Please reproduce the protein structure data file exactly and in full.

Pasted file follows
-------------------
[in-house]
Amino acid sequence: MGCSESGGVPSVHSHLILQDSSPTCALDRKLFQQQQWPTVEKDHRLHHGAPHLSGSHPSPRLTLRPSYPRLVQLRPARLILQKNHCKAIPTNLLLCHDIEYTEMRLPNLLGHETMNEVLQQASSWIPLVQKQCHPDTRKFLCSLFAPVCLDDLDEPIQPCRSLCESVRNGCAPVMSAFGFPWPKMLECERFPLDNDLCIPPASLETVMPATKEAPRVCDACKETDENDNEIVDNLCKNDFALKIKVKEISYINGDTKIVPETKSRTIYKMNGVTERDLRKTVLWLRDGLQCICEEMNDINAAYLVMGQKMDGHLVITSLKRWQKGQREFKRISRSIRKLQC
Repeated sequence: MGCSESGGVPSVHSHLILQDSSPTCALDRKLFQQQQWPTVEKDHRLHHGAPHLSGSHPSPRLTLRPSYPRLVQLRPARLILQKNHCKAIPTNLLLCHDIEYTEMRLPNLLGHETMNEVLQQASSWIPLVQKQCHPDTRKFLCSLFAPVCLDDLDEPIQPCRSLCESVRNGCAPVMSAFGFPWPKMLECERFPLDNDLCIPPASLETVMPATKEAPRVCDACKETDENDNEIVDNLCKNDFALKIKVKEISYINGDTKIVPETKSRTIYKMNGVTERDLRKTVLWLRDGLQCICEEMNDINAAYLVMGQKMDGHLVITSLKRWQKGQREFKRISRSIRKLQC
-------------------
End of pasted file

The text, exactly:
[in-house]
Amino acid sequence: MGCSESGGVPSVHSHLILQDSSPTCALDRKLFQQQQWPTVEKDHRLHHGAPHLSGSHPSPRLTLRPSYPRLVQLRPARLILQKNHCKAIPTNLLLCHDIEYTEMRLPNLLGHETMNEVLQQASSWIPLVQKQCHPDTRKFLCSLFAPVCLDDLDEPIQPCRSLCESVRNGCAPVMSAFGFPWPKMLECERFPLDNDLCIPPASLETVMPATKEAPRVCDACKETDENDNEIVDNLCKNDFALKIKVKEISYINGDTKIVPETKSRTIYKMNGVTERDLRKTVLWLRDGLQCICEEMNDINAAYLVMGQKMDGHLVITSLKRWQKGQREFKRISRSIRKLQC
Repeated sequence: MGCSESGGVPSVHSHLILQDSSPTCALDRKLFQQQQWPTVEKDHRLHHGAPHLSGSHPSPRLTLRPSYPRLVQLRPARLILQKNHCKAIPTNLLLCHDIEYTEMRLPNLLGHETMNEVLQQASSWIPLVQKQCHPDTRKFLCSLFAPVCLDDLDEPIQPCRSLCESVRNGCAPVMSAFGFPWPKMLECERFPLDNDLCIPPASLETVMPATKEAPRVCDACKETDENDNEIVDNLCKNDFALKIKVKEISYINGDTKIVPETKSRTIYKMNGVTERDLRKTVLWLRDGLQCICEEMNDINAAYLVMGQKMDGHLVITSLKRWQKGQREFKRISRSIRKLQC